“I’m like everyone else: I hate wearing that mask. But more than that, I hate the idea that I might accidentally transmit to somebody else,” Ferrer said. “That’s my biggest fear — that we’re so anxious to be done with this virus that we’re getting complacent.”
Charles Chiu, an infectious disease specialist and virologist at the University of California, San Francisco, said data emerging from patients suggests that BA.5 does not cause more severe disease in patients than other omicron variants. But he said he is concerned that the variant is so infectious and so able to evade the protections of vaccination and prior infection that it could be unstoppable.
“It looks as if we are unable to control it,” he said.
Chiu said he was sympathetic to the plight of government officials seeking to mitigate the spread of the virus. They are up against a public that chafes at renewed directives, even in parts of the country where people were previously most willing to go along. In places where COVID mitigation measures are mandatory, like on New York subways, adherence to masking rules is increasingly spotty.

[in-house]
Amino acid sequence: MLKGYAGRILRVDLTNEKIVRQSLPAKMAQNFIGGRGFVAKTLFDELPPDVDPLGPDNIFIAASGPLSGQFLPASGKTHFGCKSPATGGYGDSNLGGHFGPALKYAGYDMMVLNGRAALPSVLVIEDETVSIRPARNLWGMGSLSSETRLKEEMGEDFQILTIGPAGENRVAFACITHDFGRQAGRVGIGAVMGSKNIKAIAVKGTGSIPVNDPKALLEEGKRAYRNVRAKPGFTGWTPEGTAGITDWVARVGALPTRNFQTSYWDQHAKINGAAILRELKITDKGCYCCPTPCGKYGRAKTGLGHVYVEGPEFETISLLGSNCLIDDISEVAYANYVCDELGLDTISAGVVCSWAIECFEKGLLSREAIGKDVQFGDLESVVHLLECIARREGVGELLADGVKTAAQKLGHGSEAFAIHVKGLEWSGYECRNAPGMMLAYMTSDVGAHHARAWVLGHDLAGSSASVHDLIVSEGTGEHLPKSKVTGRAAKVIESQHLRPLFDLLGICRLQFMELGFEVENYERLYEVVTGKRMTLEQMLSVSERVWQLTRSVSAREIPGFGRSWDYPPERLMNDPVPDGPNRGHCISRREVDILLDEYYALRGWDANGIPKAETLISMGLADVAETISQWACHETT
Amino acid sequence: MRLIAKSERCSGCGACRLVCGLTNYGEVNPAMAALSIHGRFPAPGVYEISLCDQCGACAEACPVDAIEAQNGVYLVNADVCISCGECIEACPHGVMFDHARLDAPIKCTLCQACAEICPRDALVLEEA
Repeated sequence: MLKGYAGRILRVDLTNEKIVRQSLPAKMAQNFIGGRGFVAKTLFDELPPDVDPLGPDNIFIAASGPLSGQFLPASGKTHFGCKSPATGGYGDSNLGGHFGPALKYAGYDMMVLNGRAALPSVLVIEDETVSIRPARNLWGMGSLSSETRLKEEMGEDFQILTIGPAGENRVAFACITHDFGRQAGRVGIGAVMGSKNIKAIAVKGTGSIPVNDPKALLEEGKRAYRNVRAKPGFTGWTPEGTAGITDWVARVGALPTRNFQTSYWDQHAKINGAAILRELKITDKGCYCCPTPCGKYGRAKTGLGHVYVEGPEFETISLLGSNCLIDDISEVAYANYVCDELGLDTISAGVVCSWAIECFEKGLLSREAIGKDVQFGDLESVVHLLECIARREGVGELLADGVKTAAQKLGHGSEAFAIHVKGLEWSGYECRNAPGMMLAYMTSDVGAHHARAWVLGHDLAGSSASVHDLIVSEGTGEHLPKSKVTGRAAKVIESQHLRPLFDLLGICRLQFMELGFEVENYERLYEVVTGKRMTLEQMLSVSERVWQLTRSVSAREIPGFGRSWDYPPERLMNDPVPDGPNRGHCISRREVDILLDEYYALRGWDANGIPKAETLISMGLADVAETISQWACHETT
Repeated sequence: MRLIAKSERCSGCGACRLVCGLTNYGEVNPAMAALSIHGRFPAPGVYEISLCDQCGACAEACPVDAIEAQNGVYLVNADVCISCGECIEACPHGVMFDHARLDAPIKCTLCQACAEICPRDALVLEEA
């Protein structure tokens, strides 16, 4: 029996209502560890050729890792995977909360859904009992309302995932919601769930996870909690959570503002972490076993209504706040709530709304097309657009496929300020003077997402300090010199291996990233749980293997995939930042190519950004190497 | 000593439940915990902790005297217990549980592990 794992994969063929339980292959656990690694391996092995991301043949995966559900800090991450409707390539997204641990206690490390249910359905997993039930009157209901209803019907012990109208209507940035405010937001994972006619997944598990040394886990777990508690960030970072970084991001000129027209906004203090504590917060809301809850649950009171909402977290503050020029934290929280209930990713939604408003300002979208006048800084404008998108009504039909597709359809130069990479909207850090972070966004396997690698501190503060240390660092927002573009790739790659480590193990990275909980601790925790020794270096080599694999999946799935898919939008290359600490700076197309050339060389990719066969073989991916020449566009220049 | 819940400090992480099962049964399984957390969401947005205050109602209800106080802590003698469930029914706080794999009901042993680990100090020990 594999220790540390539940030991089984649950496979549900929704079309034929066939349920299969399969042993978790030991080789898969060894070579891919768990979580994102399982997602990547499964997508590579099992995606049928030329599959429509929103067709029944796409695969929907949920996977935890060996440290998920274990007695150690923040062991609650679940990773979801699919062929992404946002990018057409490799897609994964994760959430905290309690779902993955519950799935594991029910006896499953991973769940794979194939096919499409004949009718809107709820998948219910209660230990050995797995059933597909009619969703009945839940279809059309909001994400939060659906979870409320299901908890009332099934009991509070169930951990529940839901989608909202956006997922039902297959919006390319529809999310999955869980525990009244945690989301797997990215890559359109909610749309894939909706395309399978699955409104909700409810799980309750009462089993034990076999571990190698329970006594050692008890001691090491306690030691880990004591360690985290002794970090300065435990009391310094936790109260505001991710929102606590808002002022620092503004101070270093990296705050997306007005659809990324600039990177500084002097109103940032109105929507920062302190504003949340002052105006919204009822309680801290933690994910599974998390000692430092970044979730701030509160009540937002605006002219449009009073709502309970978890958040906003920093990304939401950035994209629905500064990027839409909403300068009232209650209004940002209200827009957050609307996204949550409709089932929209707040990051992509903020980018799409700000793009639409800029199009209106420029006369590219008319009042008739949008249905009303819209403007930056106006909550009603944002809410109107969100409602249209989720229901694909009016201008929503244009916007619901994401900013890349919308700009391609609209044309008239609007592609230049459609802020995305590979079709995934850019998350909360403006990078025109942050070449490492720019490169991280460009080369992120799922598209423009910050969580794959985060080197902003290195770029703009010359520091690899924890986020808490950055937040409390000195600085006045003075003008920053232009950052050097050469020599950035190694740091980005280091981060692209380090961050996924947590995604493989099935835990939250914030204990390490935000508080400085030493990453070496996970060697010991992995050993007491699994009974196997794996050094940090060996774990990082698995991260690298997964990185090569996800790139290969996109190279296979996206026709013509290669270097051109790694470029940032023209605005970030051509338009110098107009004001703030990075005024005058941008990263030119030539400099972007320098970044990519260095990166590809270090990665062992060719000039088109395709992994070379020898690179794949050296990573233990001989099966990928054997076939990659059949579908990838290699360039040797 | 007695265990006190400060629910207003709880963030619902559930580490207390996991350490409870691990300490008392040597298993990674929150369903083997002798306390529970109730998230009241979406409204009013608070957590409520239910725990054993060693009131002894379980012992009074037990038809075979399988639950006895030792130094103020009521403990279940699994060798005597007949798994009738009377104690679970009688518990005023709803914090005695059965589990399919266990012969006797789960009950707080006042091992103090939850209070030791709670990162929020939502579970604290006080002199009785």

“Public health officers have an impossible task here,” Chiu said.
For people who are most at risk of severe illness from COVID, a sense that public health warnings have diminished was little comfort, and in fact, made them worry more than ever about getting infected.
Neyda Bonilla, 48, of Mission, Texas, was diagnosed in April with breast cancer. With case counts rising in South Texas, she now fears that an infection as she undergoes chemotherapy could prove catastrophic for her health.
She has received all of the vaccines and boosters available to her, she said, and now wears a surgical mask in public and rarely leaves the house, except to work as an administrator at an ambulance company.
“I hope that people open their eyes,” she said. “We should have never taken our masks off. This is not over.”
Yet even in some cities whose residents have taken precautions against COVID throughout the pandemic, the latest surge has not caused widespread alarm.
In Berkeley, California, Jeff Shepler, the general manager of the Spanish Table, a specialty shop selling Iberian wine and food, said that he goes to Giants games across the Bay in San Francisco, recently attended a Pearl Jam concert at the Oakland Coliseum and does not hesitate to shake hands.
“It got exhausting for me to wear a mask all day, every day,” he said. “I’m at the point in my life where I’ve got the vaccine and I’ve had COVID. I figure I’m fairly safe.”